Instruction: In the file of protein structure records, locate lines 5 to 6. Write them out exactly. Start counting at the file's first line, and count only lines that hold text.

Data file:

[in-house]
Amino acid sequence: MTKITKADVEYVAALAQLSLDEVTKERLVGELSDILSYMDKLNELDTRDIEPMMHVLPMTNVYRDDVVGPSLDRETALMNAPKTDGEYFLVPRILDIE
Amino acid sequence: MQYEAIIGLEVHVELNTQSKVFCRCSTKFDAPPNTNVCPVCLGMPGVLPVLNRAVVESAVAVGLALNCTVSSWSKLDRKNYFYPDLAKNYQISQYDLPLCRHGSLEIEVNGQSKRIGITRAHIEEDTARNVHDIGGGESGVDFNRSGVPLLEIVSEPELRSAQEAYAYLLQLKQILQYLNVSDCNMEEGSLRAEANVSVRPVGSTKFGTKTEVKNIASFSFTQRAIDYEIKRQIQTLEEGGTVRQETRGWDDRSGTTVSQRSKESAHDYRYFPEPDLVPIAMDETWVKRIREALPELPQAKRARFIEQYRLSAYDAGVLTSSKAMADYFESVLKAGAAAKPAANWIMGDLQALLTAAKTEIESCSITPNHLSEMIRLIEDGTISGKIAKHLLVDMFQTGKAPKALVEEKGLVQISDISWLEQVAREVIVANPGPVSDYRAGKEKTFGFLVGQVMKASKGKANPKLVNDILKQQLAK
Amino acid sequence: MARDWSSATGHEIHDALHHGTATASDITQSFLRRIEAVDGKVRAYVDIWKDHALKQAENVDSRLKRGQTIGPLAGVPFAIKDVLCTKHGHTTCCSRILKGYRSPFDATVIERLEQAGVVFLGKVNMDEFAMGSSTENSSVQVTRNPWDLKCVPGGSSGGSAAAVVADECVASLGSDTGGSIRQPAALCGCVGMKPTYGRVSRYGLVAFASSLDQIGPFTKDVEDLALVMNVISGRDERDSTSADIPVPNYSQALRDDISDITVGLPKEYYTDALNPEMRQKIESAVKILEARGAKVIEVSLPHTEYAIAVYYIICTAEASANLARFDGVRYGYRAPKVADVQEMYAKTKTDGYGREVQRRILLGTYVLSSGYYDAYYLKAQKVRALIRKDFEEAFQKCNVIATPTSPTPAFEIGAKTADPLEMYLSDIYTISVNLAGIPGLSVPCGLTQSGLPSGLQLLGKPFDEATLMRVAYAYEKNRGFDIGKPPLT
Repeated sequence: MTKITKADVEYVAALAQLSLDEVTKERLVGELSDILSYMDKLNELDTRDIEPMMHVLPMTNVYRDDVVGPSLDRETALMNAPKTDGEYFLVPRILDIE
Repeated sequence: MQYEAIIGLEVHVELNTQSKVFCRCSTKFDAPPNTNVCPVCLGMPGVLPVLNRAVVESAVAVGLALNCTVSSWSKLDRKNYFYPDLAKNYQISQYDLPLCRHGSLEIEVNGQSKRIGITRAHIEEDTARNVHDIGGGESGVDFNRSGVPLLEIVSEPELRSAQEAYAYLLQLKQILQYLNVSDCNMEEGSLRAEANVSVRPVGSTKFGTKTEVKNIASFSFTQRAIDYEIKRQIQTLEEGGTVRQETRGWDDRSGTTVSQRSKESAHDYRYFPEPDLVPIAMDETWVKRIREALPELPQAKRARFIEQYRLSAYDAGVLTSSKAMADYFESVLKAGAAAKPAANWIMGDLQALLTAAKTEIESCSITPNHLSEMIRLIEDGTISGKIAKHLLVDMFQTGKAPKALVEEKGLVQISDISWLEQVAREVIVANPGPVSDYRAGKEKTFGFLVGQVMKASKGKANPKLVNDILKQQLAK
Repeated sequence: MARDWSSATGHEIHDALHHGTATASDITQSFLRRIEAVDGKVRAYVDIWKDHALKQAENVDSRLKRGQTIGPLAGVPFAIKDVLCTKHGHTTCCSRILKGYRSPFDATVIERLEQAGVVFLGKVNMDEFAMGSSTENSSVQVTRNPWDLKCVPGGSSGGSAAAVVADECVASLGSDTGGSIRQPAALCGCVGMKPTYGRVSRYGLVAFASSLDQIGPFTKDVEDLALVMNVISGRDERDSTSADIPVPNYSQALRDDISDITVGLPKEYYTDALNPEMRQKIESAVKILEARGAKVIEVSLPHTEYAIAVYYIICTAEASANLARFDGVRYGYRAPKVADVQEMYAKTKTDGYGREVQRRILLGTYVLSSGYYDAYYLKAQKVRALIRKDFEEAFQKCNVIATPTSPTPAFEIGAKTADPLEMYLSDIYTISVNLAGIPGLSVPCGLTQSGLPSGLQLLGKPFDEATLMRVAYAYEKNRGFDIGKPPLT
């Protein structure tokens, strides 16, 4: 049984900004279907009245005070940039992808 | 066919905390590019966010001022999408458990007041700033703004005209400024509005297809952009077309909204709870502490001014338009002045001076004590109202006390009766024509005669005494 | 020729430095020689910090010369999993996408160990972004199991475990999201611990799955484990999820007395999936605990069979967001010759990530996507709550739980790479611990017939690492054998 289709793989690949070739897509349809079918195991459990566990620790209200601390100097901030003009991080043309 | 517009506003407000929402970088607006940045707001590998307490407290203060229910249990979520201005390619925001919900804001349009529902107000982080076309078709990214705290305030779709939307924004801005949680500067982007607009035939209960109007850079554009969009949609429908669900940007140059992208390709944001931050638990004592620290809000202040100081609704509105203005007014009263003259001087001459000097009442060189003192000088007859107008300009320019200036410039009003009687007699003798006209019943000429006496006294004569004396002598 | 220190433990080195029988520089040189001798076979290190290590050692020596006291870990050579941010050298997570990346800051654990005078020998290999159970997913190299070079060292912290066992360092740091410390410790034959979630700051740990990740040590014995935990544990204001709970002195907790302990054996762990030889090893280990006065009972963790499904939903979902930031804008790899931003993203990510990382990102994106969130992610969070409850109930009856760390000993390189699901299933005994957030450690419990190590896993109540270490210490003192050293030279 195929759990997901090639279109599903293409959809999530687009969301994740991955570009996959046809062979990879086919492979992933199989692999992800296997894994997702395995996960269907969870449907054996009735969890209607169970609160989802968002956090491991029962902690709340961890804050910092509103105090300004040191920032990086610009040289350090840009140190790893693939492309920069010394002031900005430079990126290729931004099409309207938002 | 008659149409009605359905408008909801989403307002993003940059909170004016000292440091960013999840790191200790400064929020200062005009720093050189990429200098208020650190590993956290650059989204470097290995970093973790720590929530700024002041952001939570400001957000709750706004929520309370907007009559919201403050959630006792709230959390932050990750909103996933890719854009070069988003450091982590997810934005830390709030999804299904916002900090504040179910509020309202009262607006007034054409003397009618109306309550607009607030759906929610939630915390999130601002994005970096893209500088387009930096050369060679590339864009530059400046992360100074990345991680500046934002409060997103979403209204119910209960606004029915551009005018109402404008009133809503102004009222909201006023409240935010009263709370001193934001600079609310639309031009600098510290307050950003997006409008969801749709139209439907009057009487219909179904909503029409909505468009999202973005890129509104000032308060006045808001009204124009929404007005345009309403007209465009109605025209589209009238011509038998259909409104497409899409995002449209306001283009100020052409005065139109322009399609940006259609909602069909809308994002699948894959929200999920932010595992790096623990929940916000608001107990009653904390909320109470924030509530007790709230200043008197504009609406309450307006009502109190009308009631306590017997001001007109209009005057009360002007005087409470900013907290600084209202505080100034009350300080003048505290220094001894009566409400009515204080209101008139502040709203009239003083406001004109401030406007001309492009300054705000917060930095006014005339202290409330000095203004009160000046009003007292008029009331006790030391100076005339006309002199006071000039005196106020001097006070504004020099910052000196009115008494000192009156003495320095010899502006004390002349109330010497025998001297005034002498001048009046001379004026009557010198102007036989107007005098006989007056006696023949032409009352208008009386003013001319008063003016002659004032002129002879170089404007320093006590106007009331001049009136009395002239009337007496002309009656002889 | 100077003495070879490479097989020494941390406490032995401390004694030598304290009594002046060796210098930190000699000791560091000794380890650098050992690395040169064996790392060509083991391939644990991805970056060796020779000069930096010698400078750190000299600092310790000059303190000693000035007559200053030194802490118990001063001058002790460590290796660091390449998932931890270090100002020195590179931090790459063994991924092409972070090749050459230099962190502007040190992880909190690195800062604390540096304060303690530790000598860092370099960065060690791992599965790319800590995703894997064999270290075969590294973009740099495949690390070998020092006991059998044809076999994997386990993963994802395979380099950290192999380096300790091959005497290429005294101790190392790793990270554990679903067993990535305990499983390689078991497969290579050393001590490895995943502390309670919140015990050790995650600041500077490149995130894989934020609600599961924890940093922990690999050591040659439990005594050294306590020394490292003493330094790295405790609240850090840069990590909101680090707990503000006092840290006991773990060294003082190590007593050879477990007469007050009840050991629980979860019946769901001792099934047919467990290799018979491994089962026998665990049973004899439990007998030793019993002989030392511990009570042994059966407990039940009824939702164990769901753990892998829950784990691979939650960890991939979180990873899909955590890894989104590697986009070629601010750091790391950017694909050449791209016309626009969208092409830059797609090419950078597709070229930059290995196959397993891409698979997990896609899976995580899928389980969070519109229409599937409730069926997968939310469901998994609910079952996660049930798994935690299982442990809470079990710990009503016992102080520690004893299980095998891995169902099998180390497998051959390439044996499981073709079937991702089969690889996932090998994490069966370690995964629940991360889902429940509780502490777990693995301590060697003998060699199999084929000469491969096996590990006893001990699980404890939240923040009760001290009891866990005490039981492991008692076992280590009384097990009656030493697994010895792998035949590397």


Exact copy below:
Repeated sequence: MTKITKADVEYVAALAQLSLDEVTKERLVGELSDILSYMDKLNELDTRDIEPMMHVLPMTNVYRDDVVGPSLDRETALMNAPKTDGEYFLVPRILDIE
Repeated sequence: MQYEAIIGLEVHVELNTQSKVFCRCSTKFDAPPNTNVCPVCLGMPGVLPVLNRAVVESAVAVGLALNCTVSSWSKLDRKNYFYPDLAKNYQISQYDLPLCRHGSLEIEVNGQSKRIGITRAHIEEDTARNVHDIGGGESGVDFNRSGVPLLEIVSEPELRSAQEAYAYLLQLKQILQYLNVSDCNMEEGSLRAEANVSVRPVGSTKFGTKTEVKNIASFSFTQRAIDYEIKRQIQTLEEGGTVRQETRGWDDRSGTTVSQRSKESAHDYRYFPEPDLVPIAMDETWVKRIREALPELPQAKRARFIEQYRLSAYDAGVLTSSKAMADYFESVLKAGAAAKPAANWIMGDLQALLTAAKTEIESCSITPNHLSEMIRLIEDGTISGKIAKHLLVDMFQTGKAPKALVEEKGLVQISDISWLEQVAREVIVANPGPVSDYRAGKEKTFGFLVGQVMKASKGKANPKLVNDILKQQLAK